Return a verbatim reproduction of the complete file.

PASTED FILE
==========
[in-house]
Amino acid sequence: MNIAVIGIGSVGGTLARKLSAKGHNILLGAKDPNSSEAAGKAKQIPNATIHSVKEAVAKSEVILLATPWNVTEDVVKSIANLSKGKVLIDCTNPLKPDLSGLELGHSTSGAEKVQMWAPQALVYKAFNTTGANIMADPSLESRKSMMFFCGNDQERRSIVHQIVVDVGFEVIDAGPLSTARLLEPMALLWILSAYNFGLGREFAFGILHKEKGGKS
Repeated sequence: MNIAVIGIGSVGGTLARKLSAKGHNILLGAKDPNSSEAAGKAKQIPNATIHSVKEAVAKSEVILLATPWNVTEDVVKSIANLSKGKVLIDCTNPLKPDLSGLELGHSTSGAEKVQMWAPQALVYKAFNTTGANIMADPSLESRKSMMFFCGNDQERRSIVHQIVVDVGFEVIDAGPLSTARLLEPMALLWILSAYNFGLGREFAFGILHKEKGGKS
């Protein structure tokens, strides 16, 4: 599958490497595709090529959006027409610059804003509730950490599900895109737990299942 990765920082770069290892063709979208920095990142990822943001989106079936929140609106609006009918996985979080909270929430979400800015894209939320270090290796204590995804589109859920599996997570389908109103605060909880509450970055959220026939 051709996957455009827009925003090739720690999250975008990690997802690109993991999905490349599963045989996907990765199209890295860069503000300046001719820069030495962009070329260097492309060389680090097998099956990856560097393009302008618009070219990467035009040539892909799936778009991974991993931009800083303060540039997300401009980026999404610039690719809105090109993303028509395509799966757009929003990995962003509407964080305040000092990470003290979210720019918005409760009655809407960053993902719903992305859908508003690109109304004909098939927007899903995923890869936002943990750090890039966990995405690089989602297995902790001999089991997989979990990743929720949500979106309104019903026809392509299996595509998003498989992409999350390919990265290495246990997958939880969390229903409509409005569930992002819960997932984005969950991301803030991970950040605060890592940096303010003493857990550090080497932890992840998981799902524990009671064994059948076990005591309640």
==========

[in-house]
Amino acid sequence: MNIAVIGIGSVGGTLARKLSAKGHNILLGAKDPNSSEAAGKAKQIPNATIHSVKEAVAKSEVILLATPWNVTEDVVKSIANLSKGKVLIDCTNPLKPDLSGLELGHSTSGAEKVQMWAPQALVYKAFNTTGANIMADPSLESRKSMMFFCGNDQERRSIVHQIVVDVGFEVIDAGPLSTARLLEPMALLWILSAYNFGLGREFAFGILHKEKGGKS
Repeated sequence: MNIAVIGIGSVGGTLARKLSAKGHNILLGAKDPNSSEAAGKAKQIPNATIHSVKEAVAKSEVILLATPWNVTEDVVKSIANLSKGKVLIDCTNPLKPDLSGLELGHSTSGAEKVQMWAPQALVYKAFNTTGANIMADPSLESRKSMMFFCGNDQERRSIVHQIVVDVGFEVIDAGPLSTARLLEPMALLWILSAYNFGLGREFAFGILHKEKGGKS
């Protein structure tokens, strides 16, 4: 599958490497595709090529959006027409610059804003509730950490599900895109737990299942 990765920082770069290892063709979208920095990142990822943001989106079936929140609106609006009918996985979080909270929430979400800015894209939320270090290796204590995804589109859920599996997570389908109103605060909880509450970055959220026939 051709996957455009827009925003090739720690999250975008990690997802690109993991999905490349599963045989996907990765199209890295860069503000300046001719820069030495962009070329260097492309060389680090097998099956990856560097393009302008618009070219990467035009040539892909799936778009991974991993931009800083303060540039997300401009980026999404610039690719809105090109993303028509395509799966757009929003990995962003509407964080305040000092990470003290979210720019918005409760009655809407960053993902719903992305859908508003690109109304004909098939927007899903995923890869936002943990750090890039966990995405690089989602297995902790001999089991997989979990990743929720949500979106309104019903026809392509299996595509998003498989992409999350390919990265290495246990997958939880969390229903409509409005569930992002819960997932984005969950991301803030991970950040605060890592940096303010003493857990550090080497932890992840998981799902524990009671064994059948076990005591309640």